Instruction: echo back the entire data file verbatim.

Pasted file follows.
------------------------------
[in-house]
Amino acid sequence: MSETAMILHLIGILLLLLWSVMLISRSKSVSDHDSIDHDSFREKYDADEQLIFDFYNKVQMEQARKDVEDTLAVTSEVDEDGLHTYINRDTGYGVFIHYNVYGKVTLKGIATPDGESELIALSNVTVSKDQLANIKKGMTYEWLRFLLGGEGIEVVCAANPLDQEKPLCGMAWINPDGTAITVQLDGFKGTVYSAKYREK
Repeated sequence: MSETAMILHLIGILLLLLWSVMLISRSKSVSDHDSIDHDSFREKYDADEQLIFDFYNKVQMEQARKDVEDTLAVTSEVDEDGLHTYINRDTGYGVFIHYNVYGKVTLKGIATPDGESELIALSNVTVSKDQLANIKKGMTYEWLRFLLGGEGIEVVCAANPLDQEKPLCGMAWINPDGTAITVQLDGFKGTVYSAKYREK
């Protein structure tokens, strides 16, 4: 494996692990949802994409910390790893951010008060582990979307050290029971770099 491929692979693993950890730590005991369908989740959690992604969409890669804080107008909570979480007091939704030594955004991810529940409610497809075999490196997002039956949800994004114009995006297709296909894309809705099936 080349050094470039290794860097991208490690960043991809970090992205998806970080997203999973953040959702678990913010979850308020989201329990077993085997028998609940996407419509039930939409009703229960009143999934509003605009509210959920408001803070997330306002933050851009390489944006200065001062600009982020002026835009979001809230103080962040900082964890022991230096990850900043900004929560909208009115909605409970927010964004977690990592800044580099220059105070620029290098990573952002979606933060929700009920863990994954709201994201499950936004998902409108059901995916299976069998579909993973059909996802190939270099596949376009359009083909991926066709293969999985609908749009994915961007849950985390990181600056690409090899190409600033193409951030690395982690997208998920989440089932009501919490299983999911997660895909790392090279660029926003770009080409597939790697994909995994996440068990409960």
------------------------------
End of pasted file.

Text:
[in-house]
Amino acid sequence: MSETAMILHLIGILLLLLWSVMLISRSKSVSDHDSIDHDSFREKYDADEQLIFDFYNKVQMEQARKDVEDTLAVTSEVDEDGLHTYINRDTGYGVFIHYNVYGKVTLKGIATPDGESELIALSNVTVSKDQLANIKKGMTYEWLRFLLGGEGIEVVCAANPLDQEKPLCGMAWINPDGTAITVQLDGFKGTVYSAKYREK
Repeated sequence: MSETAMILHLIGILLLLLWSVMLISRSKSVSDHDSIDHDSFREKYDADEQLIFDFYNKVQMEQARKDVEDTLAVTSEVDEDGLHTYINRDTGYGVFIHYNVYGKVTLKGIATPDGESELIALSNVTVSKDQLANIKKGMTYEWLRFLLGGEGIEVVCAANPLDQEKPLCGMAWINPDGTAITVQLDGFKGTVYSAKYREK
């Protein structure tokens, strides 16, 4: 494996692990949802994409910390790893951010008060582990979307050290029971770099 491929692979693993950890730590005991369908989740959690992604969409890669804080107008909570979480007091939704030594955004991810529940409610497809075999490196997002039956949800994004114009995006297709296909894309809705099936 080349050094470039290794860097991208490690960043991809970090992205998806970080997203999973953040959702678990913010979850308020989201329990077993085997028998609940996407419509039930939409009703229960009143999934509003605009509210959920408001803070997330306002933050851009390489944006200065001062600009982020002026835009979001809230103080962040900082964890022991230096990850900043900004929560909208009115909605409970927010964004977690990592800044580099220059105070620029290098990573952002979606933060929700009920863990994954709201994201499950936004998902409108059901995916299976069998579909993973059909996802190939270099596949376009359009083909991926066709293969999985609908749009994915961007849950985390990181600056690409090899190409600033193409951030690395982690997208998920989440089932009501919490299983999911997660895909790392090279660029926003770009080409597939790697994909995994996440068990409960």